|Shapiro Ilan, David|
|HAZIR, SELCUK - Adnan Mederes University|
|LEITE, LUIS - Instituto Biologicio - Brazil|
Submitted to: Journal of Nematology
Publication Type: Peer Reviewed Journal
Publication Acceptance Date: 9/24/2015
Publication Date: 10/1/2015
Citation: Shapiro-Ilan, D.I., Hazir, S., Leite, L. 2015. Viability and virulence of entomopathogenic nematodes exposed to ultraviolet radiation. Journal of Nematology. 47(3):184–189.
Interpretive Summary: Entomopathogenic nematodes, also known as beneficial nematodes, are environmentally friendly bio-insecticides that are used to control a wide variety of economically important insect pests. The efficacy of these nematodes in biological pest control can be reduced due to various environmental stresses, such as ultra violet radiation (UV) that is emitted by sunlight. Therefore, when choosing which nematode species to use for a biological control application, it may be important to consider which nematode is most tolerant to UV. However, prior to our study only a few nematode species or strains were tested for UV tolerance. Our objective was to compare UV tolerance among a broad array of nematode species. We compared 9 different nematode species and 15 strains. Overall, we observed substantial variation in UV tolerance, and a species called Steinernema carpocapsae was deemed to be most tolerant. We also discovered that many nematode species that remained alive after exposure to UV were unable to infect and kill insect pests. Thus, our research indicates that companies and laboratories that are assessing the quality and fitness of entomopathogenic nematodes need to consider both nematode virulence (killing power) as well as viability (survival).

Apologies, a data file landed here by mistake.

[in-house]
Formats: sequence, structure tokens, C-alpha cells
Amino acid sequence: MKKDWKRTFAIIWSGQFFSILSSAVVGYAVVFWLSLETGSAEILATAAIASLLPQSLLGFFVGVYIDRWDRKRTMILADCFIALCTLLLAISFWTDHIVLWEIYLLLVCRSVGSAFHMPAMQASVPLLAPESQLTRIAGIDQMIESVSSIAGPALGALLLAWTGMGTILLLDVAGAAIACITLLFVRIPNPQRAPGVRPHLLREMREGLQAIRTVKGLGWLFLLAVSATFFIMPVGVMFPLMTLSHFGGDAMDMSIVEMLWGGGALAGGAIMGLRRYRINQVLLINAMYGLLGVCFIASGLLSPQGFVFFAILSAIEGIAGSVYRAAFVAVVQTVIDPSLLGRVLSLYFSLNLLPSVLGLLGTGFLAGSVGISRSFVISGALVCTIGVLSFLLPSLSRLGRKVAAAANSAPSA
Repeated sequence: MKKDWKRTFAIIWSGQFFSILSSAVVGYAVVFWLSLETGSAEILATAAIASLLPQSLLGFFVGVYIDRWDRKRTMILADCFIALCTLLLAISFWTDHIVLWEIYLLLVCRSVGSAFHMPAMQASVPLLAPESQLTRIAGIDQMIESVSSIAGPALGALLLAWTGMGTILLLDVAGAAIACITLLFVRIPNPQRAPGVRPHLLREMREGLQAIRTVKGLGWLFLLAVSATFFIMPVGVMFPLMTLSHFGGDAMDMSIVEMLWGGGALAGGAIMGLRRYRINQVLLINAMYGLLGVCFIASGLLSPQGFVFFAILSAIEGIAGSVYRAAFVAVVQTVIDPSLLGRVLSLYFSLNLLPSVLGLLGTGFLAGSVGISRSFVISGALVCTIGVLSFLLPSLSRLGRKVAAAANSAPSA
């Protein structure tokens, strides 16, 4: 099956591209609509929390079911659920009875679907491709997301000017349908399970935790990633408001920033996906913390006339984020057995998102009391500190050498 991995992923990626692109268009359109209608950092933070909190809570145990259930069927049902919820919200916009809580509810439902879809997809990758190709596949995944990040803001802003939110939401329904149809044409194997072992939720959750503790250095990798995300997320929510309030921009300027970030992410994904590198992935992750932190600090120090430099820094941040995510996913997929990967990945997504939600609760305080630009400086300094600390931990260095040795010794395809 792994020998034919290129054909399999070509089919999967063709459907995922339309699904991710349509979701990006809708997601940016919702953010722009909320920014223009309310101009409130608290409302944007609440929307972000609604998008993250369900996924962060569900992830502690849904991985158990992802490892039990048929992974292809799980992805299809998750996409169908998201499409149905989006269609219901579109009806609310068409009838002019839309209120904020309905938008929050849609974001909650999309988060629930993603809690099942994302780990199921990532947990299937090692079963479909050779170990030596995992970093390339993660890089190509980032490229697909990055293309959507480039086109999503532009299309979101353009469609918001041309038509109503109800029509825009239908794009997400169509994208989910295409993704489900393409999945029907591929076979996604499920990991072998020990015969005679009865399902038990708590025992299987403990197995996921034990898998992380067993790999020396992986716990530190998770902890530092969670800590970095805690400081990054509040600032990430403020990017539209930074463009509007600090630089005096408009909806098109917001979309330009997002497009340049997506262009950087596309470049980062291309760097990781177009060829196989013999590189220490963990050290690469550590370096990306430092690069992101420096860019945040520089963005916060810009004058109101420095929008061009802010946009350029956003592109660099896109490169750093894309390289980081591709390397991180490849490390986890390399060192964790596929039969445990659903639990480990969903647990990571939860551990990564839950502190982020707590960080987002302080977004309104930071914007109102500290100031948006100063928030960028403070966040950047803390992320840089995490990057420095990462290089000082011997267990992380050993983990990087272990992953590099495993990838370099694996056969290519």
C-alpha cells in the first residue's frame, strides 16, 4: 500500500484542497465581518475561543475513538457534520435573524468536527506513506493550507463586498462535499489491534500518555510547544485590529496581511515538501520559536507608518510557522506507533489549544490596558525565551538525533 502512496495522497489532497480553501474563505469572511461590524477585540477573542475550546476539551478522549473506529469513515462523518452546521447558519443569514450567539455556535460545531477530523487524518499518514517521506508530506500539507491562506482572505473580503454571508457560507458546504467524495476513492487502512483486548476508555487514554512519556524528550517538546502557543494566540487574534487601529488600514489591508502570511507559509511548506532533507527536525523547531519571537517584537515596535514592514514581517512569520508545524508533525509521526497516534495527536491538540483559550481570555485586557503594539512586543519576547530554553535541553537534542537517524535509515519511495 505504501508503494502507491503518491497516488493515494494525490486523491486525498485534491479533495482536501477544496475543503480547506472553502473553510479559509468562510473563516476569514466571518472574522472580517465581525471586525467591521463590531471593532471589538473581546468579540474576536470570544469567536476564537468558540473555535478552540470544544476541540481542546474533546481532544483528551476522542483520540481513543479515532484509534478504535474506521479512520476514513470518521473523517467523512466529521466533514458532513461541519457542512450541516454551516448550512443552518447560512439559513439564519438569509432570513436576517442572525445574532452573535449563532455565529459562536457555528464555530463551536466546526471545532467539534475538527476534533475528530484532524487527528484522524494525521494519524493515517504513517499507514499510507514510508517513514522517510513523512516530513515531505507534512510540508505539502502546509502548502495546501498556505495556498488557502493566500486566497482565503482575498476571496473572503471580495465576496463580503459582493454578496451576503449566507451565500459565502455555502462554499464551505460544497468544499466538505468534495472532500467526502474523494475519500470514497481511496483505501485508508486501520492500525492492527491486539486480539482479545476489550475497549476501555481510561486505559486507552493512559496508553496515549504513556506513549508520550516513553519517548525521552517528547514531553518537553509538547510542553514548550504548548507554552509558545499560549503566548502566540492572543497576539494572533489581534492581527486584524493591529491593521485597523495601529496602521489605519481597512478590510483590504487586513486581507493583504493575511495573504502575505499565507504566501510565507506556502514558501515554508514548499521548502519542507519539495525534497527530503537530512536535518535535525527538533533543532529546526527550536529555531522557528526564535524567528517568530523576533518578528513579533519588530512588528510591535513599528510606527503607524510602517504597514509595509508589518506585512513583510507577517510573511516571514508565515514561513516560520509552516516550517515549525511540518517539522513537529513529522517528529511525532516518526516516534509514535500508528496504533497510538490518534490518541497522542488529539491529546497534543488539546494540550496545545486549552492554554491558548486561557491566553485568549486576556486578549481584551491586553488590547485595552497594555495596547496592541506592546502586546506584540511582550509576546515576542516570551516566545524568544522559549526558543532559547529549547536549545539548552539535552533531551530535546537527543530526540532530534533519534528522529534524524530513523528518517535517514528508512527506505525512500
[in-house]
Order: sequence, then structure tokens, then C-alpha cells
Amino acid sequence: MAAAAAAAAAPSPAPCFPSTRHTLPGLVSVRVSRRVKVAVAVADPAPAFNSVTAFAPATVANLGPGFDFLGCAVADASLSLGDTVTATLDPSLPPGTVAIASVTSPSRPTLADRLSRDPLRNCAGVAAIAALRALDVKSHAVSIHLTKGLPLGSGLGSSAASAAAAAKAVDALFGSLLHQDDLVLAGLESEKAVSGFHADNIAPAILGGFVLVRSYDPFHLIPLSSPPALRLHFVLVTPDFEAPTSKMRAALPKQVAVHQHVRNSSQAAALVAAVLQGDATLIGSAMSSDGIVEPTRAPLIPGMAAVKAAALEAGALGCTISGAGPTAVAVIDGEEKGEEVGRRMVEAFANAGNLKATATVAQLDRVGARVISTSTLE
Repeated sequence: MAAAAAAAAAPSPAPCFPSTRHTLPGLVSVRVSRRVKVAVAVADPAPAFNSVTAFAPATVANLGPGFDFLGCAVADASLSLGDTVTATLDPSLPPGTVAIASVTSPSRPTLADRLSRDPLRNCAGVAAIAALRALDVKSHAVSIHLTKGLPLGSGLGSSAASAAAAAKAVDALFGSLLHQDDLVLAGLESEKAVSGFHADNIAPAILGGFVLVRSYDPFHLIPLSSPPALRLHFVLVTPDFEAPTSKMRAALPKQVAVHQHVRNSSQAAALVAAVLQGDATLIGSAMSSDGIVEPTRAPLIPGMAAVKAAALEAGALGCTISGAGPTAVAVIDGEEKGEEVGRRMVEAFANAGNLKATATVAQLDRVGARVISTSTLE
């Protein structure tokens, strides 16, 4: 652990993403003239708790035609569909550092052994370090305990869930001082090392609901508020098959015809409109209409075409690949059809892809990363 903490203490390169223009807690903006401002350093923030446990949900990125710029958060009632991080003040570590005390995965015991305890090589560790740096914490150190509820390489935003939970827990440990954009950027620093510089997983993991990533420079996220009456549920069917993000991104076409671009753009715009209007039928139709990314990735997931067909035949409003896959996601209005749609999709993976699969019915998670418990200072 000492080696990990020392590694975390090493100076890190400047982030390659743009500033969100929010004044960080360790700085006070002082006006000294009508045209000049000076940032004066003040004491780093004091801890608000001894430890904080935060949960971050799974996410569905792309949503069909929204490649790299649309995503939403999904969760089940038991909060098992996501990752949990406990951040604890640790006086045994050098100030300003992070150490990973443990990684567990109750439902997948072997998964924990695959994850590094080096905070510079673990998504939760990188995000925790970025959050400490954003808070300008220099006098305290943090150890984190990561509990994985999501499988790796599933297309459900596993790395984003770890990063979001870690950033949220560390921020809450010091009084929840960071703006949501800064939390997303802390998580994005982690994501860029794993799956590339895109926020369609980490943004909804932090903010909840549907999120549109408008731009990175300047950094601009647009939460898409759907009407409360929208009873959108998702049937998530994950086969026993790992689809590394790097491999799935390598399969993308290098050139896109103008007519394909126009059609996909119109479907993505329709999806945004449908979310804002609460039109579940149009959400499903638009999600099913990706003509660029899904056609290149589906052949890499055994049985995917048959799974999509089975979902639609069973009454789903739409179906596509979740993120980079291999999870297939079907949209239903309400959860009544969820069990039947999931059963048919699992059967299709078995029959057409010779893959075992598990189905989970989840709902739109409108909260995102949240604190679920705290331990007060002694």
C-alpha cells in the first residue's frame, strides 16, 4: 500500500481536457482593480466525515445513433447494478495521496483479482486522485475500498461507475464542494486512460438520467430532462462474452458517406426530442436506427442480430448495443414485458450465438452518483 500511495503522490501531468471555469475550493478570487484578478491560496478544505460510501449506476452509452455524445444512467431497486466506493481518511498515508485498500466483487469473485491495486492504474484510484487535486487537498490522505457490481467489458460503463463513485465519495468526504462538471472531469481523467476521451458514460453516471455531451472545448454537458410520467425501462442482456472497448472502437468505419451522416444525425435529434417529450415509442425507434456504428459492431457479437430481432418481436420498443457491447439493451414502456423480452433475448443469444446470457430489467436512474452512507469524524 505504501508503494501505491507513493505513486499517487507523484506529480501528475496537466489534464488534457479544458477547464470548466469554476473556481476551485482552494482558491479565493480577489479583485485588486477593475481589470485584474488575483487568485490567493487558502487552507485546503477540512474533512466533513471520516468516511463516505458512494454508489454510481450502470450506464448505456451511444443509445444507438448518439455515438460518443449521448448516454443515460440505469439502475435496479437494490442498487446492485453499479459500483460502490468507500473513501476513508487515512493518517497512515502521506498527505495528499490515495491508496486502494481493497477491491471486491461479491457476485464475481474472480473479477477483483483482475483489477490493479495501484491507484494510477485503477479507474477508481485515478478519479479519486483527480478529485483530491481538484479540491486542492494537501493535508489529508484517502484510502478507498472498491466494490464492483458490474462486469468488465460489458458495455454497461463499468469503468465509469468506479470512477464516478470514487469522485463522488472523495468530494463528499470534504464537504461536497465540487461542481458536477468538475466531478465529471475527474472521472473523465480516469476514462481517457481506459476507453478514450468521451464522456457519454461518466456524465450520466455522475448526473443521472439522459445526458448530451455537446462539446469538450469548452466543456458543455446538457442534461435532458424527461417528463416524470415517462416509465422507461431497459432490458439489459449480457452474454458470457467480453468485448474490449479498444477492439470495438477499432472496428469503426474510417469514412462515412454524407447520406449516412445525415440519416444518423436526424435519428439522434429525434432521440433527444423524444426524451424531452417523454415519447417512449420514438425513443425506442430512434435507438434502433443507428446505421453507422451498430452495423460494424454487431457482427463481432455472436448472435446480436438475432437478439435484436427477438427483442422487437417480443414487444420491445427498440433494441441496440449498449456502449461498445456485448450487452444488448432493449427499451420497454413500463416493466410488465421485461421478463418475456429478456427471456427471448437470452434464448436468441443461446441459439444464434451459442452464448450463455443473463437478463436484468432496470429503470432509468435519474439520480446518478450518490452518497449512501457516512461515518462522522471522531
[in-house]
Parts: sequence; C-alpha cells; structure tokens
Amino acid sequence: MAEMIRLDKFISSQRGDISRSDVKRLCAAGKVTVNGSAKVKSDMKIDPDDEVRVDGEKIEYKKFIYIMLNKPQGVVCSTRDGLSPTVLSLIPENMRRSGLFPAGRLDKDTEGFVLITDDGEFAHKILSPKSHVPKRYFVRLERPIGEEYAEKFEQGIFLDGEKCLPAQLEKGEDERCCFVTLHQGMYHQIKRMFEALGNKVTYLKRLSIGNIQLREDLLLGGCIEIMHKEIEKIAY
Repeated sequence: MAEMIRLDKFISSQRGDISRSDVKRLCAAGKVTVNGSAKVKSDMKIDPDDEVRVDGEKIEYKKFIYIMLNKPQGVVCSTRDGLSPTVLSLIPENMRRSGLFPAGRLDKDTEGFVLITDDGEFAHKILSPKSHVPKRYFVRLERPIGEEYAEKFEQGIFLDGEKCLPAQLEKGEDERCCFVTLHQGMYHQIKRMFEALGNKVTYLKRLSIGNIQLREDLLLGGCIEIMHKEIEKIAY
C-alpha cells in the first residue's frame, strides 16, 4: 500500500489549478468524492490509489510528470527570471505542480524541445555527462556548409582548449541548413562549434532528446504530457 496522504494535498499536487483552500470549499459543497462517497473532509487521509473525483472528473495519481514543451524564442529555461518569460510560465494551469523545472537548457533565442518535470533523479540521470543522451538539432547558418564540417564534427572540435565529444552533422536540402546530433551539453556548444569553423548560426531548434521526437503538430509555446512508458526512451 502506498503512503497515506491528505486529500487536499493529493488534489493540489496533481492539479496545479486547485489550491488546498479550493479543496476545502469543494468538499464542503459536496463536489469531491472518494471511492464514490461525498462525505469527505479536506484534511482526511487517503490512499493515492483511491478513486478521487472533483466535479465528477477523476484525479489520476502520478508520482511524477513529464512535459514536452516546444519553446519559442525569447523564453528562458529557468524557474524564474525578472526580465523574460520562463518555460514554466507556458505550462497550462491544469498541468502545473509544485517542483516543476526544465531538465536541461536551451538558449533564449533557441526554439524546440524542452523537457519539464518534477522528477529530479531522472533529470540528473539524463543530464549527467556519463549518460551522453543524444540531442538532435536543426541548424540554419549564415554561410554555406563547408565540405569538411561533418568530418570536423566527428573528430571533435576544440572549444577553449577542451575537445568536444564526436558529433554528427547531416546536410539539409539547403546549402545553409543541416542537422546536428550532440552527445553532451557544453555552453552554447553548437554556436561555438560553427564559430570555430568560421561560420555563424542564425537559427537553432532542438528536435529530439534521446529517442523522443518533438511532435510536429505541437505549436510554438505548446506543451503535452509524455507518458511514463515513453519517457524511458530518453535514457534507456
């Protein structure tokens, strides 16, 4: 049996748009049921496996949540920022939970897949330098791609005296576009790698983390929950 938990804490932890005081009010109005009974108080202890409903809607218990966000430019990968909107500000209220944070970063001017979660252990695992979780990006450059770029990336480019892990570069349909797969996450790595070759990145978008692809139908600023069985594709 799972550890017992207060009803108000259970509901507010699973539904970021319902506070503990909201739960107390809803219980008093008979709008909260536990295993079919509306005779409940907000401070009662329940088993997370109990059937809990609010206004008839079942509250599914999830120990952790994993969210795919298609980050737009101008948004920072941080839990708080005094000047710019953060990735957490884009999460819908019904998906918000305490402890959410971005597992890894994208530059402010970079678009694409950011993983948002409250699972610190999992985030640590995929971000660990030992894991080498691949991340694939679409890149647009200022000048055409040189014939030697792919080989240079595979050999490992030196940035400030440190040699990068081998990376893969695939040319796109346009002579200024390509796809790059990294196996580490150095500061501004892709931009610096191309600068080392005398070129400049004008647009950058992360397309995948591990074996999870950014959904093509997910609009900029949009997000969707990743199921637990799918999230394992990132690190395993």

Technical Abstract: Entomopathogenic nematodes can be highly effective biocontrol agents, but their efficacy can be reduced due to exposure environmental stress such as from ultraviolet radiation. Our objective was to compare UV tolerance among a broad array of nematode species. We compared 9 different EPN species and 15 strains: Heterorhabditis bacteriophora (Baine, fl11, Oswego, and Vs strains), H. floridensis (332), H. georgiana, (Kesha), H. indica (HOM1), H. megidis (UK211), Steinernema carpocapsae (All, Cxrd, DD136, and Sal strains), S. feltiae (SN), S. rarum (17C&E), and S. riobrave (355). For viability assessments, steinernematids, particularly strains of S. carpocapsae, generally exhibited superior UV tolerance compared with the heterorhabditids, yet some heterorhabditids were more tolerant than others, e.g., H. megidis and H. bacteriophora (Baine) were most susceptible and H. bacteriophora (Vs) was the only heterorhabditid that did not exhibit a significant effect after 10 min of exposure. In total, after 10 or 20 min exposure, the viability of seven nematode strains did not differ from their non-UV exposed controls. In virulence assays, steinernematids (particularly S. carpocapsae strains) also tended to exhibit relatively higher UV tolerance. However, in contrast to the viability measurements, all nematodes experienced a reduction in virulence relative to their controls. Correlation analysis revealed that relative viability among nematode strains is not necessarily related to virulence. In conclusion, our results indicate that the impact of UV varies substantially among EPNs, and viability alone is not a sufficient measure for potential impact on biocontrol efficacy as other “hidden” characters such as virulence may be severely affected even when viability remains high.